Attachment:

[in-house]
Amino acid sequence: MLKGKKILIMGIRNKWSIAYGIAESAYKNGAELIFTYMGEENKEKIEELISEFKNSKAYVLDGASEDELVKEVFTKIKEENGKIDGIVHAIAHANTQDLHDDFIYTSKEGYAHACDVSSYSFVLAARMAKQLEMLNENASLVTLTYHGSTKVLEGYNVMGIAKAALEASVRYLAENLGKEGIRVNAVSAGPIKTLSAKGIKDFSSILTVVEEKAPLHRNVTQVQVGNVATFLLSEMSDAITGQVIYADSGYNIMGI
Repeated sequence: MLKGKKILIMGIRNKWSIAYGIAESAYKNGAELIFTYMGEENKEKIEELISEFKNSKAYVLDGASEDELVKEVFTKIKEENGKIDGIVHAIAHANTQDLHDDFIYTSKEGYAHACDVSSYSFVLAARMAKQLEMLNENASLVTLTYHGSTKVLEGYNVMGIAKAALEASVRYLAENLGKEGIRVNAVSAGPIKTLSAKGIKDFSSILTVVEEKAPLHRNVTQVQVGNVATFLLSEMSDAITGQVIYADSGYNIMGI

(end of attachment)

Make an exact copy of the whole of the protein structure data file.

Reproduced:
[in-house]
Amino acid sequence: MLKGKKILIMGIRNKWSIAYGIAESAYKNGAELIFTYMGEENKEKIEELISEFKNSKAYVLDGASEDELVKEVFTKIKEENGKIDGIVHAIAHANTQDLHDDFIYTSKEGYAHACDVSSYSFVLAARMAKQLEMLNENASLVTLTYHGSTKVLEGYNVMGIAKAALEASVRYLAENLGKEGIRVNAVSAGPIKTLSAKGIKDFSSILTVVEEKAPLHRNVTQVQVGNVATFLLSEMSDAITGQVIYADSGYNIMGI
Repeated sequence: MLKGKKILIMGIRNKWSIAYGIAESAYKNGAELIFTYMGEENKEKIEELISEFKNSKAYVLDGASEDELVKEVFTKIKEENGKIDGIVHAIAHANTQDLHDDFIYTSKEGYAHACDVSSYSFVLAARMAKQLEMLNENASLVTLTYHGSTKVLEGYNVMGIAKAALEASVRYLAENLGKEGIRVNAVSAGPIKTLSAKGIKDFSSILTVVEEKAPLHRNVTQVQVGNVATFLLSEMSDAITGQVIYADSGYNIMGI